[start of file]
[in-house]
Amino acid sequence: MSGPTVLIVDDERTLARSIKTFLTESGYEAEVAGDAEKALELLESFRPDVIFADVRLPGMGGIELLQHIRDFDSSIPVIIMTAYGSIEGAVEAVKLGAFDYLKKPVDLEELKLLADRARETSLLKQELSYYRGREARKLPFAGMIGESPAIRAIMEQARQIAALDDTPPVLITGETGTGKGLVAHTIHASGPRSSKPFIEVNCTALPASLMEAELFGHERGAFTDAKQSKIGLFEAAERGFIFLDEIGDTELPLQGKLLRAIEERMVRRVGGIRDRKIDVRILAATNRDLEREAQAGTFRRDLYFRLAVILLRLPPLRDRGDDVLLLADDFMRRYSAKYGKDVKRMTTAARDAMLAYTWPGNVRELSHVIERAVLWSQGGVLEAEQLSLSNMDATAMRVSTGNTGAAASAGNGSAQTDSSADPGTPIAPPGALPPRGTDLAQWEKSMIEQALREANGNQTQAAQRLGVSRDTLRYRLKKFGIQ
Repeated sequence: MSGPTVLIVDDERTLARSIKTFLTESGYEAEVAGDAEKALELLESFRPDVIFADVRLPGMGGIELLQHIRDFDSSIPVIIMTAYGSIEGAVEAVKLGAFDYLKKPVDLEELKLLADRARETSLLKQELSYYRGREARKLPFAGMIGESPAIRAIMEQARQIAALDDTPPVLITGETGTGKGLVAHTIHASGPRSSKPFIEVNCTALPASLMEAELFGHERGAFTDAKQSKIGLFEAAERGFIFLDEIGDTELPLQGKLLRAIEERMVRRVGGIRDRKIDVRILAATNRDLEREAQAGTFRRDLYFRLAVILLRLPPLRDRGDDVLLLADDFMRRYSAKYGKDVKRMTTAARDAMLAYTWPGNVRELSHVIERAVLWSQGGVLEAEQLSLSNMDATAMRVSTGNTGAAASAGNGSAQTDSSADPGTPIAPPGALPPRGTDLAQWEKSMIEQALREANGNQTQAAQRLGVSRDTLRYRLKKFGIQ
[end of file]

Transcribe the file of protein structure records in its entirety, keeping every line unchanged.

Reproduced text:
[in-house]
Amino acid sequence: MSGPTVLIVDDERTLARSIKTFLTESGYEAEVAGDAEKALELLESFRPDVIFADVRLPGMGGIELLQHIRDFDSSIPVIIMTAYGSIEGAVEAVKLGAFDYLKKPVDLEELKLLADRARETSLLKQELSYYRGREARKLPFAGMIGESPAIRAIMEQARQIAALDDTPPVLITGETGTGKGLVAHTIHASGPRSSKPFIEVNCTALPASLMEAELFGHERGAFTDAKQSKIGLFEAAERGFIFLDEIGDTELPLQGKLLRAIEERMVRRVGGIRDRKIDVRILAATNRDLEREAQAGTFRRDLYFRLAVILLRLPPLRDRGDDVLLLADDFMRRYSAKYGKDVKRMTTAARDAMLAYTWPGNVRELSHVIERAVLWSQGGVLEAEQLSLSNMDATAMRVSTGNTGAAASAGNGSAQTDSSADPGTPIAPPGALPPRGTDLAQWEKSMIEQALREANGNQTQAAQRLGVSRDTLRYRLKKFGIQ
Repeated sequence: MSGPTVLIVDDERTLARSIKTFLTESGYEAEVAGDAEKALELLESFRPDVIFADVRLPGMGGIELLQHIRDFDSSIPVIIMTAYGSIEGAVEAVKLGAFDYLKKPVDLEELKLLADRARETSLLKQELSYYRGREARKLPFAGMIGESPAIRAIMEQARQIAALDDTPPVLITGETGTGKGLVAHTIHASGPRSSKPFIEVNCTALPASLMEAELFGHERGAFTDAKQSKIGLFEAAERGFIFLDEIGDTELPLQGKLLRAIEERMVRRVGGIRDRKIDVRILAATNRDLEREAQAGTFRRDLYFRLAVILLRLPPLRDRGDDVLLLADDFMRRYSAKYGKDVKRMTTAARDAMLAYTWPGNVRELSHVIERAVLWSQGGVLEAEQLSLSNMDATAMRVSTGNTGAAASAGNGSAQTDSSADPGTPIAPPGALPPRGTDLAQWEKSMIEQALREANGNQTQAAQRLGVSRDTLRYRLKKFGIQ